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# Forward Propogation in CNNs

### CNN

Convolutional Neural Networks. That's a mouthful isn't it? People use them all the time, yet they are a total black box. Using Tensorflow, Pytorch or another machine learning module to implement a CNN is interesting, but learning the details can give deeper insights.

### Simply put,

They are neural networks that take in 2 dimensional inputs, mainly images. They have a variety of applications ranging from face recognition in your smartphone to categorizing tumours as malignant or benign. Recently, CNNs have even outperformed doctors in image recognition. ### It all starts at Image Processing

Images can be treated as two dimensional inputs. When we are dealing with grayscale images at least. So, if we have a grayscale image, we can directly convert it into a n x m matrix using the pixel values(either 0 or 1) where n is the number of rows and m is the number of columns. In other words, the image is ‘n’ high and ‘m’ wide. Image processing is pretty cool.

#### Color

Hey wait..what about colored images? Well, this is where things get messy. You have to have three “channels” as they call it. One for red, one for green, and one for blue. If you’ve ever done CSS styling, when you say ‘background-color: rgb(128,0,128)”, you are changing the background color to purple using three values for red, green, and blue. Same concept with images, except that you have multiple colors on the same image so you have a matrix for each channel.

### Convolution

Okay..how do we forward propagate these matrices? Let’s start with grayscale images. Say we choose a 5 x 5 image. In order to forward propagate this image, we first use a process called Convolution. Convolving an image involves taking a filter, and running it across the image. What does that mean? Try using the animation below by clicking the "Convolve" button:

##### Image
 1 0 1 1 1 1 1 0 1 0 1 1 0 0 0 0 1 0 0 1 1 1 0 0 1
##### Filter
 1 1 1 0 0 0 1 1 1
If you didn’t catch what’s happening, its element wise multiplication! For example, to get the first box of the result we take the sum:
(1,0,1)*(1,1,1) + (1,1,0) * (0,0,0) + (1,1,0)*(1,1,1)
So, every element in the filter multiplied by the corresponding element in the image. You repeat this process with every shift of the filter and you have what's called your "feature map". The general formula for finding the dimensions of the feature map is:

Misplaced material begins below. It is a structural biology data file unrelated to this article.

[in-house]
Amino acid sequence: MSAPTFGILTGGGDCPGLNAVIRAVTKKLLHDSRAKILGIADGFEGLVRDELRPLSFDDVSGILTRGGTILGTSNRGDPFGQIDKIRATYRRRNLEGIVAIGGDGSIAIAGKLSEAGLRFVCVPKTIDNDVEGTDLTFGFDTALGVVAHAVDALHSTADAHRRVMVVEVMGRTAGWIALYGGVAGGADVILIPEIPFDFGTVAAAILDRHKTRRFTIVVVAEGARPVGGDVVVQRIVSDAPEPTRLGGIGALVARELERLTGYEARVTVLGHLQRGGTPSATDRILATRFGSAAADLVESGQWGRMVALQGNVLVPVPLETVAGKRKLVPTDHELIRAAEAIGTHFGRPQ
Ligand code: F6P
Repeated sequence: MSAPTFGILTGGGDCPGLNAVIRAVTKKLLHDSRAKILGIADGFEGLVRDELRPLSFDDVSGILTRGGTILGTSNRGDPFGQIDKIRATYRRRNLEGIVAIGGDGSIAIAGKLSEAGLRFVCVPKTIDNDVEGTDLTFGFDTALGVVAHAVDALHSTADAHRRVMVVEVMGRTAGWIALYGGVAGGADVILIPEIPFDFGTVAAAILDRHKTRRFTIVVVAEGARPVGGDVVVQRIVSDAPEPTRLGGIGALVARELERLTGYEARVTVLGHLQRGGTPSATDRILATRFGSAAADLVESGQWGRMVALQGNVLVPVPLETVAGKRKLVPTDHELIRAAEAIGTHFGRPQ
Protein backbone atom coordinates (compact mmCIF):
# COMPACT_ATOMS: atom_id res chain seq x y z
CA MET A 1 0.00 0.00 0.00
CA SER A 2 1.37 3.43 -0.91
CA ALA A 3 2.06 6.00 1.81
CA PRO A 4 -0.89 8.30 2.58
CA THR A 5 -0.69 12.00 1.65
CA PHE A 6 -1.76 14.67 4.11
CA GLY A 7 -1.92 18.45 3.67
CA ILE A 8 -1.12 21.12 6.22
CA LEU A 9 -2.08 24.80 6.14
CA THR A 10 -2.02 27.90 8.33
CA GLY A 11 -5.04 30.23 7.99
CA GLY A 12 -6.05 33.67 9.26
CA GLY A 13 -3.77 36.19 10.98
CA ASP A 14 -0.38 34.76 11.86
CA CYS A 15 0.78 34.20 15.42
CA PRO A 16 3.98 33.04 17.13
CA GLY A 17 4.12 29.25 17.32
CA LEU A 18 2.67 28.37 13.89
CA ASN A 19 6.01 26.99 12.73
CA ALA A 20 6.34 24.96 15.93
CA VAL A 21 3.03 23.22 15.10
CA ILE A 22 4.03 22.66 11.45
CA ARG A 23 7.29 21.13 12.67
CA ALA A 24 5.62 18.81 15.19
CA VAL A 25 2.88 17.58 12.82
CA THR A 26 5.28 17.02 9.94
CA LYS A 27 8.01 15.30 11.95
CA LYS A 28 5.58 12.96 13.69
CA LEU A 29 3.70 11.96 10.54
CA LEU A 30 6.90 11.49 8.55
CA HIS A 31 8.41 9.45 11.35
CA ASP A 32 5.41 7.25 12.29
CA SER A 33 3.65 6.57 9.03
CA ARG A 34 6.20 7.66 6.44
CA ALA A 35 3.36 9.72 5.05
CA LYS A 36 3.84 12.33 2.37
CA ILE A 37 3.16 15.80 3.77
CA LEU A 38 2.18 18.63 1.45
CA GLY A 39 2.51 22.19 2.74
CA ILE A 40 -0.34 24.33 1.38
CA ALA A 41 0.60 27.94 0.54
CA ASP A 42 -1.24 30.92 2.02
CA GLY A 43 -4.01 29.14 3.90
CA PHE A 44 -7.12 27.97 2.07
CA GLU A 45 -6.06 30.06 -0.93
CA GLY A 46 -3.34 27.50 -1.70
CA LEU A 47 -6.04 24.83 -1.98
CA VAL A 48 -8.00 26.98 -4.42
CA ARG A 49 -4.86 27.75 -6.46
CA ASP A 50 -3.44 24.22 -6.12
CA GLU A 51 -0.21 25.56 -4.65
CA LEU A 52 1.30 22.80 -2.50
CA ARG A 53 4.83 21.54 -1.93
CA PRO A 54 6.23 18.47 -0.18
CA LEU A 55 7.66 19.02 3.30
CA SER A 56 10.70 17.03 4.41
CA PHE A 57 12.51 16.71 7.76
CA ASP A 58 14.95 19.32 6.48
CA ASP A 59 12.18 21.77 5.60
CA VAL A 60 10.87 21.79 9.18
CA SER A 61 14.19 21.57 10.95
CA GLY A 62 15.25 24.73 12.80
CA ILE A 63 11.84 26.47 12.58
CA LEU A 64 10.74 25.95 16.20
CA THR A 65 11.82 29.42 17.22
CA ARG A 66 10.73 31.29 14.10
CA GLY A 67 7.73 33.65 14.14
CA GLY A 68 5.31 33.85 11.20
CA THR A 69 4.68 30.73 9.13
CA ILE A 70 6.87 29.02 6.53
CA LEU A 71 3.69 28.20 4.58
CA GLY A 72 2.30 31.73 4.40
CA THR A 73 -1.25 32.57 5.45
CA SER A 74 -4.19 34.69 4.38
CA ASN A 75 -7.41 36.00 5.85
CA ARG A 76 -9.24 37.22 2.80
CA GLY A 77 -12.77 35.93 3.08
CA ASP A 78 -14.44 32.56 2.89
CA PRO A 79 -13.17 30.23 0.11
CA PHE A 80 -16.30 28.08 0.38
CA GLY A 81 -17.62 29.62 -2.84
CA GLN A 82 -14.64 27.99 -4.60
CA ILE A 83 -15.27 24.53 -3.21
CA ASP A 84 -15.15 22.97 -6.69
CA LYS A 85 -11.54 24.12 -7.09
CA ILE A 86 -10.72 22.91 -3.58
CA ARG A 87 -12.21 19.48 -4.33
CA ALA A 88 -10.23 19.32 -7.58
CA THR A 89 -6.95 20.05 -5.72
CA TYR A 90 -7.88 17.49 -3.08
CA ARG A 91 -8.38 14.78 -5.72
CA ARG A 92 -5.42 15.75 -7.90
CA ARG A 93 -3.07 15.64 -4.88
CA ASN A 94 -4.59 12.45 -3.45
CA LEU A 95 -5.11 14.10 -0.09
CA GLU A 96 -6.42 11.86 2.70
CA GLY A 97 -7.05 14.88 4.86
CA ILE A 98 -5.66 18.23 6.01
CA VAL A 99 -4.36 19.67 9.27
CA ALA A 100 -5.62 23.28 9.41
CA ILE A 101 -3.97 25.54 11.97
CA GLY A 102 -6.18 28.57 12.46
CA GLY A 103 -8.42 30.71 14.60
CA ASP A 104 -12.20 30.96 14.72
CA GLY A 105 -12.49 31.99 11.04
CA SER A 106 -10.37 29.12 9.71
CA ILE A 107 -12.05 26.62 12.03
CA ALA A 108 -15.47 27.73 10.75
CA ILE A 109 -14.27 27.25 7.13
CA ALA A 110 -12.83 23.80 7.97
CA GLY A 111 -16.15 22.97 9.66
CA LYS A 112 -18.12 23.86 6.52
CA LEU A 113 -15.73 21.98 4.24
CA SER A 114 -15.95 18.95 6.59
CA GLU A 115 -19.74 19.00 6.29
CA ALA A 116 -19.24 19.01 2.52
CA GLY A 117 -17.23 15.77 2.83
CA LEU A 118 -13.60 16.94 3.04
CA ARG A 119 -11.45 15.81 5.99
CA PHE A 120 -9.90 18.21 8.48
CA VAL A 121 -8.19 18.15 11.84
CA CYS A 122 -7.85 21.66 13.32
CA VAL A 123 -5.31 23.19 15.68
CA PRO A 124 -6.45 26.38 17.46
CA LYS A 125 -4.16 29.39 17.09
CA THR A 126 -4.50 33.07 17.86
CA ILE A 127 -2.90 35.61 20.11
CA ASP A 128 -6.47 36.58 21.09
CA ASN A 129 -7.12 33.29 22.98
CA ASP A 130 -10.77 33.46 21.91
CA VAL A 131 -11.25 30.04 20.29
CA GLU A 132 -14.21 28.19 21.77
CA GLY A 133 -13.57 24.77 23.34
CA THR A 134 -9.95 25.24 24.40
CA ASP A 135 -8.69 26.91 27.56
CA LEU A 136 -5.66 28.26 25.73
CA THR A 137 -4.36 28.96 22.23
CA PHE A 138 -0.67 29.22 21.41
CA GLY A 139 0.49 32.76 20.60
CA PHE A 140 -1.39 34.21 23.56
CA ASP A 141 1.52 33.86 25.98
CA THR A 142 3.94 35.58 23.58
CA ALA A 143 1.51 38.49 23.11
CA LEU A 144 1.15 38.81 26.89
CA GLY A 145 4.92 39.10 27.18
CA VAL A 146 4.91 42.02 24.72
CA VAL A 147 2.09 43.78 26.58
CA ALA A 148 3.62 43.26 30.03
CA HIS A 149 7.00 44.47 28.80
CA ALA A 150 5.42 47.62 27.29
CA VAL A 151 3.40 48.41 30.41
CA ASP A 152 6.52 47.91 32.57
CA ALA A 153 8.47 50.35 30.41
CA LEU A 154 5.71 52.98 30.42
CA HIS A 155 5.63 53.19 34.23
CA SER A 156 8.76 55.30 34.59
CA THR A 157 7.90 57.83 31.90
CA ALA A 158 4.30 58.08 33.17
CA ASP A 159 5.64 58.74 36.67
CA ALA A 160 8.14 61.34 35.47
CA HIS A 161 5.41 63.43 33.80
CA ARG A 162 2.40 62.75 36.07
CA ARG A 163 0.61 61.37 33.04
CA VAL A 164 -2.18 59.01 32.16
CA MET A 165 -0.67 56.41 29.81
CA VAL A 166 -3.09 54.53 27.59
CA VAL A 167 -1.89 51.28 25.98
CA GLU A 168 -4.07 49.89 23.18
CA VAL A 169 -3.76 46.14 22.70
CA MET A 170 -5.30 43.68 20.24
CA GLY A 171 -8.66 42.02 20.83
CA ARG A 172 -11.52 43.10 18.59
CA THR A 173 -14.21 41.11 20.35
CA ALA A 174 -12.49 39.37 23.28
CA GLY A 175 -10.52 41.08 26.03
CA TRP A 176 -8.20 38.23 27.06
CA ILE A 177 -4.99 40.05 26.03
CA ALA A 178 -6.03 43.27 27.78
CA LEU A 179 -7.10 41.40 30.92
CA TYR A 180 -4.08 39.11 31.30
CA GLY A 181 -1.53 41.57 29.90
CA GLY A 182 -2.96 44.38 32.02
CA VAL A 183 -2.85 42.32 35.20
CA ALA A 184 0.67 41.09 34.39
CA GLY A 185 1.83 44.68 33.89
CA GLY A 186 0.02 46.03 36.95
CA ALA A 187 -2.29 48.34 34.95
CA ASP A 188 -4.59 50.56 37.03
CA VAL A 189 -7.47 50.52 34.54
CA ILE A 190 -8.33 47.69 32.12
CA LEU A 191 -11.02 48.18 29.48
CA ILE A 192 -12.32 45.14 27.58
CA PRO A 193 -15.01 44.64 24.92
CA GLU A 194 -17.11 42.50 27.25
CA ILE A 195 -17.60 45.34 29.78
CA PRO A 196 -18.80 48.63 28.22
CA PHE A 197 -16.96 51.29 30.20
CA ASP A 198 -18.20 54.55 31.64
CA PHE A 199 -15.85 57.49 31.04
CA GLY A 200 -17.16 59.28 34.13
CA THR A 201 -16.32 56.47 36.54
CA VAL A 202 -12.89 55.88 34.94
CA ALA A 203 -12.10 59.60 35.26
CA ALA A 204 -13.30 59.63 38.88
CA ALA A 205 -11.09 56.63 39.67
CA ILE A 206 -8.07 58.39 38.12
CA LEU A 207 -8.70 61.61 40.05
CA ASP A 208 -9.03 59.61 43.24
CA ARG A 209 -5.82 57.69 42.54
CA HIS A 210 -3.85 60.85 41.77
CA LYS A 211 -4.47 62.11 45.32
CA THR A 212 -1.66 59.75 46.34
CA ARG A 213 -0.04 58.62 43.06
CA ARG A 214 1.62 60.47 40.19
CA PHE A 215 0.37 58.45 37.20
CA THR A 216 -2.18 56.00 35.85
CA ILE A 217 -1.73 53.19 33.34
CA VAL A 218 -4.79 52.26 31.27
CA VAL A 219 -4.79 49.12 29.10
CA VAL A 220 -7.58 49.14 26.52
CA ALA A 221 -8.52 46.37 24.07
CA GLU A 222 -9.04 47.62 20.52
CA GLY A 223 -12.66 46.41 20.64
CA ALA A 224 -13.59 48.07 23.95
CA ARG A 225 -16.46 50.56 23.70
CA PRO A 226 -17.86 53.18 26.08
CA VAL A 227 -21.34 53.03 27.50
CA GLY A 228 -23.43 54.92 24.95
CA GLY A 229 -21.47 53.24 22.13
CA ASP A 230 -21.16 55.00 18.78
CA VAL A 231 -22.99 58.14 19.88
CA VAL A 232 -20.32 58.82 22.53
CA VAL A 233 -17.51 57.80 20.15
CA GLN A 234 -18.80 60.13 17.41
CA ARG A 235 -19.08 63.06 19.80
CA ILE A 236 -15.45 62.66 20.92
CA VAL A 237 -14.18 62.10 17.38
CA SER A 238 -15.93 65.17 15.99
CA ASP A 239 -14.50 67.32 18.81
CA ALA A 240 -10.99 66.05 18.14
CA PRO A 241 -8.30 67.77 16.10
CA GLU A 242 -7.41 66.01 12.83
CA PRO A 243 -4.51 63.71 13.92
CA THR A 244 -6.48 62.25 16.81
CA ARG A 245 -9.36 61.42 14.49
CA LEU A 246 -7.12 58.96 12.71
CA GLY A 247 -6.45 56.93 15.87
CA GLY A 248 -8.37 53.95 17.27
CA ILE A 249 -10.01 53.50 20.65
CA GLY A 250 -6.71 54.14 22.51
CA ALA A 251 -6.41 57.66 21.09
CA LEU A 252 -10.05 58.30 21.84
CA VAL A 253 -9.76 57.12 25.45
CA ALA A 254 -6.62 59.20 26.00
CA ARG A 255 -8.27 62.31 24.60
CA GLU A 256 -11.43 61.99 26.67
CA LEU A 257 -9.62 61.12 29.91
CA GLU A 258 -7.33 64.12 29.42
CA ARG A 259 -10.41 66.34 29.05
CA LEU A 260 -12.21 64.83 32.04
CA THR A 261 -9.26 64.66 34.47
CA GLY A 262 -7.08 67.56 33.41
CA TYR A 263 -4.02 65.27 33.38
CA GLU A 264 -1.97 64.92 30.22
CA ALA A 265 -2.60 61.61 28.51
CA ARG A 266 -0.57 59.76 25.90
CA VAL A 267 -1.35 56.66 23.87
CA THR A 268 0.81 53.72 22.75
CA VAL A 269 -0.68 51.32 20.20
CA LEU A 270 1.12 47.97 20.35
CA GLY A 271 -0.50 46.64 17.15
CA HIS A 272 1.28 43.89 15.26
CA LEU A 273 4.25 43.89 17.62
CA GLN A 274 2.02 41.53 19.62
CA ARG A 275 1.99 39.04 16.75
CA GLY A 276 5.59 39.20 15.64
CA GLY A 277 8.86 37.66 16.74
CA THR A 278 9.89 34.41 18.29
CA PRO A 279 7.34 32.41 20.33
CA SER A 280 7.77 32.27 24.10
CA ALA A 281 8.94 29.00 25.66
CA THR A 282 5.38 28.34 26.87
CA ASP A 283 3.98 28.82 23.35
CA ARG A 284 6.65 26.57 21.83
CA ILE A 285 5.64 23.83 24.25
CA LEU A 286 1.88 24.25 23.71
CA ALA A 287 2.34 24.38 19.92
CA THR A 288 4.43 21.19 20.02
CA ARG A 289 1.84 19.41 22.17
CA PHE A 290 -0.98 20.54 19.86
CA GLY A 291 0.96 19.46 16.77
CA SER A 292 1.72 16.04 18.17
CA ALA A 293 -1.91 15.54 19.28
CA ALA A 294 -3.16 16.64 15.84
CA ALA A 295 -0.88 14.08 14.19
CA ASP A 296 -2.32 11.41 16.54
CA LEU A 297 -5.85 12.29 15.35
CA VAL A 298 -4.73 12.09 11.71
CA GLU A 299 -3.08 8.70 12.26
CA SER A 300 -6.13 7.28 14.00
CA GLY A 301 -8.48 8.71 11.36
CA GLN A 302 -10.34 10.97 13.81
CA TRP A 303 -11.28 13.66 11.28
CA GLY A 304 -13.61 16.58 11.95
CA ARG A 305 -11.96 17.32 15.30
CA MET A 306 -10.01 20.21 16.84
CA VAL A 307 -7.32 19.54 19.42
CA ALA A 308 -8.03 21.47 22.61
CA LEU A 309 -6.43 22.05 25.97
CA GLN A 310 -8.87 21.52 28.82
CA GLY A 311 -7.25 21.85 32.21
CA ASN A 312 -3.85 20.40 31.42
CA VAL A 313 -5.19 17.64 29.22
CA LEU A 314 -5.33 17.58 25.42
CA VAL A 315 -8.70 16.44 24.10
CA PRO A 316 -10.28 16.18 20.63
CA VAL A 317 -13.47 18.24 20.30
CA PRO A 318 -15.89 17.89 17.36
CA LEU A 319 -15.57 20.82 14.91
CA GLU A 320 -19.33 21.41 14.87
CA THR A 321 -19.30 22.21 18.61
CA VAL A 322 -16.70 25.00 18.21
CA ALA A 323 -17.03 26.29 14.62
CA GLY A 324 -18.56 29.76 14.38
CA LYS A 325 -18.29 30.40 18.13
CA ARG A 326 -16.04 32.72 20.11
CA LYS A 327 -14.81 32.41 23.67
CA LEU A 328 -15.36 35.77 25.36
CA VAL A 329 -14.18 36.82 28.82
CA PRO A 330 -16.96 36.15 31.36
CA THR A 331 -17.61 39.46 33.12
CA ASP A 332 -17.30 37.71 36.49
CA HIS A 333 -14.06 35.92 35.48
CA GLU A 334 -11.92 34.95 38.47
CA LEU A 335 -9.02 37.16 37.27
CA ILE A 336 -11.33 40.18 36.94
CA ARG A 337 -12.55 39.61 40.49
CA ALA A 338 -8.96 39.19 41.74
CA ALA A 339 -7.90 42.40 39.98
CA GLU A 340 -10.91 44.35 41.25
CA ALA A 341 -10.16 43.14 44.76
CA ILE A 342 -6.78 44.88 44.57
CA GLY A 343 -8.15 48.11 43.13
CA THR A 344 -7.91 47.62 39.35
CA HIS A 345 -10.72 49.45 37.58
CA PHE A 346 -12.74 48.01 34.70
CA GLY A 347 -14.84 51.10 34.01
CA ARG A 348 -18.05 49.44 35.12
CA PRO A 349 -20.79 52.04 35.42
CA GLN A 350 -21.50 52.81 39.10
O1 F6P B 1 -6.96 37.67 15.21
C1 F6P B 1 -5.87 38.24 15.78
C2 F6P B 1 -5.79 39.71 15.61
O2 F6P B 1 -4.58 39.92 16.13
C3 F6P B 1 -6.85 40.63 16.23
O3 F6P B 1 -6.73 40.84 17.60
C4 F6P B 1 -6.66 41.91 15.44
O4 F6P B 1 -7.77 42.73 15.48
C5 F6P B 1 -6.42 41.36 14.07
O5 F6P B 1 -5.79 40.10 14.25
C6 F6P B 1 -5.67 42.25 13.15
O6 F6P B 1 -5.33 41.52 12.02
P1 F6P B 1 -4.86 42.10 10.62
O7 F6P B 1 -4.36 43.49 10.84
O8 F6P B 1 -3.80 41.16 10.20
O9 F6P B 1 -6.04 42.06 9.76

m x m ** n x n ---> (m - n + 1) x (m - n + 1)

where 'm x m' are the image dimensions, 'n x n' are the filter dimensions and ' ** ' represents the convolution operation.

### Multiple Channels

When we have an RGB image, we have to use 3 filters, one for each channel.
##### Result

As you can see, the result of convolving a 3 x 3 x 3 filter on a 5 x 5 x 3 image, is still a 3 x 3 feature map. How? Well, instead of shifting a square around the image like for grayscale images, think about shifting a cubic filter across the 3-D matrix. Now, to get the first square of the result, multiply every matching square and sum them up. So, each square is the sum of 27 products.

### Multiple Filters

First of all, why do we need multiple filters? Why can't we just use a single filter? Well, in order to detect a variety of features and to capture the "atmoic" elements of the image in the first layer, we need to use multiple filters.
Image
Filter 1 Filter2
Result

So, each filter produces a single feature map. The yellow feature map is the result of the first filter convolving, and the coral feature map is the result of the second. Wait a minute...this is similar to how each neuron in a neural net produces a single output. Coincidence? Turns out, there are parallels between the architecture of CNNs and NNs. A filter is analogous to a neuron so a layer of filters could be compared to a layer of neurons.